As you design the form prompt that you put there telling students what they should write about or talk about, you want some different statements that will guide the content about what students are going to discuss. What qualities should the initial post include? How long should it be? How timely should it be? What are the directions you are going to include for sharing content and source materials? Will students need to refer to a source that they may have used in the form discussion? If so, can they give you a link? Can they simply mention it? Do they need to give you an actual formatted citation in MLA (Modern Languages Association), Chicago or Turabian or APA style?
Whatever those different details are, be specific with each forum that you post. And yes, I do advocate being repetitive on that part, including every week what the posting guidelines are. Keeping them fairly consistent can help students to engage better.
If you want your students to post in the normal font that appears, just remind them of that. You can also suggest that they use the spell check or grammar check. If you do use word counts for your forums, and if your learning management system does not give you a way to naturally do that, you can also suggest they type their forum in Microsoft Word, copy and paste it into the forum afterwards.
As you’re developing the prompt for the discussion, think about the qualities that students need to provide, whether they’re going to specifically give their take-away, their reflection, what they need to include in terms of the dialogue they’re sharing, and if they should ask each other questions. This can be a helpful way to get the discussion going. I have a little checklist that I’m going to share with you now that has six different elements and it comes from a book I wrote called “Teaching Music Appreciation Online,” (page 119), if you have a copy of that.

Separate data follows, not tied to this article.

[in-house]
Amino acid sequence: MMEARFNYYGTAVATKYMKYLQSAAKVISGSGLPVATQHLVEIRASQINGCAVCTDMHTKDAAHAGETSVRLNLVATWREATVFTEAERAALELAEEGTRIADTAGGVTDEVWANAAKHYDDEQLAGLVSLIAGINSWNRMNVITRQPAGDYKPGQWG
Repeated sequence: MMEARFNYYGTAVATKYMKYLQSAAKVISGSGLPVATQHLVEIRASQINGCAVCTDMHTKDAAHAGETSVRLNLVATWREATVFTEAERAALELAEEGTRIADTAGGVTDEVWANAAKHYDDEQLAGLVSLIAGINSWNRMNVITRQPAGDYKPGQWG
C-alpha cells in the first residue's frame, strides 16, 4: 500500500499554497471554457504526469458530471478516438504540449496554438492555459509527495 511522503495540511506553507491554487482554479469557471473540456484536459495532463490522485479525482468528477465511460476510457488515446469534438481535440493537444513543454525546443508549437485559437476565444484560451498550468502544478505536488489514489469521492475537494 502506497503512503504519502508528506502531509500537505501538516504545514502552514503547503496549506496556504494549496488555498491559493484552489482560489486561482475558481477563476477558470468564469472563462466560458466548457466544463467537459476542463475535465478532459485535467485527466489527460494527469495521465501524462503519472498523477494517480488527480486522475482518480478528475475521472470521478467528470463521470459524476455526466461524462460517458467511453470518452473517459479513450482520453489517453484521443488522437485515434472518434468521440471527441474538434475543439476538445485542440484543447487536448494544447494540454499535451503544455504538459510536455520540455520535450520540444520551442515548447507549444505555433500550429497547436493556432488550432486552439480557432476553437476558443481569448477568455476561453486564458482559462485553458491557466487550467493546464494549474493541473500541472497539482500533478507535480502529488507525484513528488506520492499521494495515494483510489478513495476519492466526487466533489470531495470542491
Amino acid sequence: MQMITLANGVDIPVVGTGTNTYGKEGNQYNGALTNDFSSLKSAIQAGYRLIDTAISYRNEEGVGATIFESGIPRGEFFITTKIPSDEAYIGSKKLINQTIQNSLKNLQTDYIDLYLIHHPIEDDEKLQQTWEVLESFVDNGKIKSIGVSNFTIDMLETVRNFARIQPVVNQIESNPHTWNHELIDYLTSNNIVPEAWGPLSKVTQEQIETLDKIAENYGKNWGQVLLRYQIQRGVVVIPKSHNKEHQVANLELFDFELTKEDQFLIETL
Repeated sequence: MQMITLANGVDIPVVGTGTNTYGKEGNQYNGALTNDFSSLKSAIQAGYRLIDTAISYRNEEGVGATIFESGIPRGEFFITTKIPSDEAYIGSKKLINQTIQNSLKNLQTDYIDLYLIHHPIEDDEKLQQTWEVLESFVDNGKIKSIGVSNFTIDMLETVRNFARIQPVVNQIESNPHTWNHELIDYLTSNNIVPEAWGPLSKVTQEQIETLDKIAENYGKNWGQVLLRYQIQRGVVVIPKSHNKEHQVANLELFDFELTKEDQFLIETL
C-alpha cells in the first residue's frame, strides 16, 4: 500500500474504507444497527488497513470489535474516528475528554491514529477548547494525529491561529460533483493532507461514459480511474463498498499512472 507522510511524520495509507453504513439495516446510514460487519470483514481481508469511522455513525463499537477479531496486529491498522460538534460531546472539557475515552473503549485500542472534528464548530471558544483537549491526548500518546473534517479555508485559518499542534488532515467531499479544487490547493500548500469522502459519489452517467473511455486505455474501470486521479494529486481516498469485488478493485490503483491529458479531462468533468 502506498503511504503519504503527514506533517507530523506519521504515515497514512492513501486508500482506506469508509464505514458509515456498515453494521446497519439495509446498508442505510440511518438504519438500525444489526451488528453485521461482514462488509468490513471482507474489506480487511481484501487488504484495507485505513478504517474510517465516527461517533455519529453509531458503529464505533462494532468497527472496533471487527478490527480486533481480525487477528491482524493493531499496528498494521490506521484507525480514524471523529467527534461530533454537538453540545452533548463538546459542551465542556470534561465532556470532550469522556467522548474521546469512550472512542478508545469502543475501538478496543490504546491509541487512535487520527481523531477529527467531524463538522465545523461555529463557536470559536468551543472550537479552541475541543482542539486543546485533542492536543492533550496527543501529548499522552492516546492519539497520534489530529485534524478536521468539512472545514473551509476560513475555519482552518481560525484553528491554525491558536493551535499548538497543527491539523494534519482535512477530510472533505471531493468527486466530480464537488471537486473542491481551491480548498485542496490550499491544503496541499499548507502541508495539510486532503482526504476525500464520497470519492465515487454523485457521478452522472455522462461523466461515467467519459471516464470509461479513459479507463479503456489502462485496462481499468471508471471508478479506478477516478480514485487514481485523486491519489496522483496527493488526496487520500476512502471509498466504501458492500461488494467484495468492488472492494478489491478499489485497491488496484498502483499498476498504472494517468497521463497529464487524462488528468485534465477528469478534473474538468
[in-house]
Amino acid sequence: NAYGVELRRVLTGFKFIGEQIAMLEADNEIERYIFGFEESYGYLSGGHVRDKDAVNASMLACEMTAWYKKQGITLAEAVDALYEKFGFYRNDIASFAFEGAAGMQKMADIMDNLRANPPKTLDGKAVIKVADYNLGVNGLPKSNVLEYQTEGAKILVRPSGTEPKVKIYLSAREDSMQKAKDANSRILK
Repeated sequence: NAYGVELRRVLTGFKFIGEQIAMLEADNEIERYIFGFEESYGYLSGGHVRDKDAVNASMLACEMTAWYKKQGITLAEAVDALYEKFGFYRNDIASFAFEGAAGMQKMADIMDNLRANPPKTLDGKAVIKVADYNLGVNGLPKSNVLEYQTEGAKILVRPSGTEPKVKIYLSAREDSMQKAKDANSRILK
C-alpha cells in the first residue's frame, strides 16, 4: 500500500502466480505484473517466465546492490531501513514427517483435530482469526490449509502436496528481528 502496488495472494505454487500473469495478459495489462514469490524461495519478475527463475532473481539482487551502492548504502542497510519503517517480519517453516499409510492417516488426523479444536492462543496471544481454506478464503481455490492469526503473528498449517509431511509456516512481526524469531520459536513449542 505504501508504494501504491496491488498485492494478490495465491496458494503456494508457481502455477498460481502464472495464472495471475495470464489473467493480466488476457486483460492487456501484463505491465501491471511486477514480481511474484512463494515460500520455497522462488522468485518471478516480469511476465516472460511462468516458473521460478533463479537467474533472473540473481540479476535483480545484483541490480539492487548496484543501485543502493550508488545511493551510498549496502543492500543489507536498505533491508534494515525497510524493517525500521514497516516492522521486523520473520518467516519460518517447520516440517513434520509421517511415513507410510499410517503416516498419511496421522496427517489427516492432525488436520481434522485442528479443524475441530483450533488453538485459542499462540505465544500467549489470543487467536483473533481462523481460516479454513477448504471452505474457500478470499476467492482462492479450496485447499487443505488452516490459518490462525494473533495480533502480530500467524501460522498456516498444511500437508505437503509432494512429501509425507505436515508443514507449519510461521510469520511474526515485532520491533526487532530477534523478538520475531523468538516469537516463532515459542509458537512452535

And this form prompt quality checklist is just to determine: Does the form prompt have the elements needed to help students know what to do and have the best chance of engaging well?
- The first question is, “does your forum prompt include a specific active verb indicating the action students will take developing their initial post in the discussion?” And some active verbs might be: define, describe, identify, compare, contrast, explain, summarize, apply, predict, classify, analyze, evaluate, critique, create, and design.
- Second question, “if guiding questions are included, are they written as open-ended questions that allow students to exercise critical thinking to create, to explore and otherwise apply their learning?” For example, does the question you have given students use the words “how” or “why,” and avoid closed ended yes/no questions, like did, do, where, or who? Closed ended questions make it very difficult to have a discussion, and most students will copy each other. There are only a few responses possible, so open-ended questions are much more useful, like “what,” “how,” and “why.”
- “Does the forum prompt specifically guide students to the content, concepts, topic and other elements to be included in their initial post?”
- “Does the form prompt state how many details or sources or what link is to be included in the student’s initial post?”
- “Does the forum prompt appear appropriate for the level of the course that you’re teaching?” For example, if you’re teaching a college level course at a 100 level, does the prompt address general elements and then draw students into deeper thinking. And at the 400 college-level does it identify complex ideas and analyses and different types of application you would want at that level?
- And lastly, “are clear posting instructions included, such as the due date for the initial post, the number of replies and the due date for those replies, and any other pertinent requirements?”